Last month I said goodbye to an old friend. Our relationship had lasted five years.
The separation wasn’t easy. We had many enjoyable times over the years: vacations, concerts, long conversations, game nights, and shopping trips (lots of those!) We would even shop for groceries together.
The partnership was happy, content. Drama and stress-free.
Breaking up didn’t seem like it should be a possibility. Considering our time together, plus surviving a pandemic, how could I give up?
Strains on the relationship began with the signs of age. Things were slowing down. There was less energy for tasks, which required more time to rest. Maybe with fewer demands and requirements, it would be okay. It was my wise husband who convinced me it was time for a change. Yes, trying something new is often challenging, but I realized it was time for goodbye.
Now I’m in a new relationship. My comrade is smaller yet energetic and quite stylish in metallic rose. New features and more assistance are offered, with promises of more memorable adventures in the future. I have adapted just fine. I just needed a little push.
I’m still learning the new features of my new iPhone 12 Mini and what it can do for me. It required me to step out of a comfortable routine into something that has turned out be a positive change. Any skepticism has disappeared, and I’ve adapted just fine. I only needed a little push.
To everything, there is a season.
Giving up on something we find comfortable is difficult, even if what is waiting for us around the corner is better. Self-doubt hinders us from receiving blessings over the horizon. Instead, we need to grasp present opportunities to continue learning, growing, and advancing. That is not to say taking a new direction is always easy and carefree. Your best life cannot happen until you step out of your comfort zone. Instead of struggling with the past, use that struggle for moving forward.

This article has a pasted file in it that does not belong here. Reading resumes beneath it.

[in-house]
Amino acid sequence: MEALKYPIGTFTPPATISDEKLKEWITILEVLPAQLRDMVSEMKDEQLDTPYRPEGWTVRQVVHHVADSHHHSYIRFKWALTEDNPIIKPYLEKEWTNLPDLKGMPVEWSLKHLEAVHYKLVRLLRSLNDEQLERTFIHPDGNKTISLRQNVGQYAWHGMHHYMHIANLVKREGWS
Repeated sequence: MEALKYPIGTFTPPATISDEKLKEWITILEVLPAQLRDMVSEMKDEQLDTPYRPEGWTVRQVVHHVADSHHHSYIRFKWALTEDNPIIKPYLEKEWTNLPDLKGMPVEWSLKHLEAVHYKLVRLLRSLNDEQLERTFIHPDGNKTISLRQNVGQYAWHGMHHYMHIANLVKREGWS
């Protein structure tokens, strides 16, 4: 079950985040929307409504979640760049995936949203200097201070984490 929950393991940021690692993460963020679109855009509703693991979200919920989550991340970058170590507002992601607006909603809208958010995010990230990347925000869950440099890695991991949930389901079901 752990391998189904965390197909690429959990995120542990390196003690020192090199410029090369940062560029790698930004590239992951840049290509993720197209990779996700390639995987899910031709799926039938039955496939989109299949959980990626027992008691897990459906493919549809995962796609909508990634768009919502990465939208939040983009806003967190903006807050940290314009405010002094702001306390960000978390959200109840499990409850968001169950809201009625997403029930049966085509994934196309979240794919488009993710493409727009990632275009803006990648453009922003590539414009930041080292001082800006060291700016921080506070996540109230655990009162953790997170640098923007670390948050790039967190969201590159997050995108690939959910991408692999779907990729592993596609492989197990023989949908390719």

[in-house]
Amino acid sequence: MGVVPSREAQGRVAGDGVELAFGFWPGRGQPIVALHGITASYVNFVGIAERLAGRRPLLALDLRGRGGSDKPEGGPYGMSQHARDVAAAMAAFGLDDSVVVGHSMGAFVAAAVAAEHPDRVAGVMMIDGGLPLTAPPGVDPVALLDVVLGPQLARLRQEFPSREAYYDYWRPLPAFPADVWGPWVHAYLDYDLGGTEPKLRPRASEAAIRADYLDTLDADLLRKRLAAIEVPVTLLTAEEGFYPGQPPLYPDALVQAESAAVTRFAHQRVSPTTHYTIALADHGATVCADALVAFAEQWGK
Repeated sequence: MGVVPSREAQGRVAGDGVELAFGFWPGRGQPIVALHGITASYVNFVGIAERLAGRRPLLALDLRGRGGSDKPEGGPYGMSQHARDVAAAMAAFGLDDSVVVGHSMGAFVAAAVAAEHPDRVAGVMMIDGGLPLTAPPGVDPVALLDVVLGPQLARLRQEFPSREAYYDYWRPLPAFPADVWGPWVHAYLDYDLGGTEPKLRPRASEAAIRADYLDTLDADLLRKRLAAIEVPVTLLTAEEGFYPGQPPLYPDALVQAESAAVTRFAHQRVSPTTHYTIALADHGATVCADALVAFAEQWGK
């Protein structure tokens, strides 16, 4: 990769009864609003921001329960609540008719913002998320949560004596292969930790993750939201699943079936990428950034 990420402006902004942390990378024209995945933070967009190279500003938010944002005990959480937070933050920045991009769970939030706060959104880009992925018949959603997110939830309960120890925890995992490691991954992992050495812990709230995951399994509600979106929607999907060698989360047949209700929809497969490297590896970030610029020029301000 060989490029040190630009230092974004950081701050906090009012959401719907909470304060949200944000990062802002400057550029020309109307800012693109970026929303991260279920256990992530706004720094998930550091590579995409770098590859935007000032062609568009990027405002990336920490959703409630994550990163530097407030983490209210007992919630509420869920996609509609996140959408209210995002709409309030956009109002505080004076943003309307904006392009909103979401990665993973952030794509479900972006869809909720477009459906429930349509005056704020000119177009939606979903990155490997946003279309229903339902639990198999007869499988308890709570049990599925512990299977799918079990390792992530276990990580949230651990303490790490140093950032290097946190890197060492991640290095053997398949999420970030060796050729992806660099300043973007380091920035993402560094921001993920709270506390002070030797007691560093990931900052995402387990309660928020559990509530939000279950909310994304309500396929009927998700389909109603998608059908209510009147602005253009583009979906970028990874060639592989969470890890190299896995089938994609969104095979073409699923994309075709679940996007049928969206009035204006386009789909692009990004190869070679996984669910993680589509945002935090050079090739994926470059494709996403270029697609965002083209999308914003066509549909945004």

“Undertake something that is difficult; it will do you good.
Unless you try to do something beyond what you
have already mastered, you will never grow.”
– Ronald E. Osborn, author of The Faith We Affirm
In the Bible, Isaiah, a prophet and preacher, was experiencing self-doubt, even though he was following the path God wanted him to take: preach to the Israelites, sharing God’s message of redemption.
But no one was listening.
At the time, the people of the nation of Israel were displaced from their land, conquered by other kingdoms because of their disobedience. After years of exile, they missed Israel’s old glory days. Yet, they only made themselves comfortable in their situation and acclimated to their new location.
However, God had a message he wanted Isaiah to tell the Israelites:
“Forget the former things;
do not dwell on the past.
See, I am doing a new thing!
Now it springs up; do you not perceive it?
I am making a way in the wilderness
and streams in the wasteland.
– Isaiah 43:18-19 (NIV)
God wanted Isaiah to remind Israel of the Lord’s faithfulness. Israel was exiled because of their disobedience, but now God desired the Israelites to return to Him. God wanted to bless them but wasn’t able to do so unless the Israelites stopped dwelling on the past. Instead, they needed to focus on God’s faithfulness and His promise of imminent redemption and eventual victory. They could trust God’s best for their future. They only had to accept it.
Today, when we live with comfort and routine, worry and stress-free, we accept it as a blessing. But what would happen if instead, you asked God to show His faithfulness and provide what is even better for you?
Any changes you make will no doubt be challenging. However — taking the next step doesn’t only cause circumstances to change – what happens will change you. It will stretch you, mold you, and improve you.
It’s time to do the “new thing.” Consider this your little push.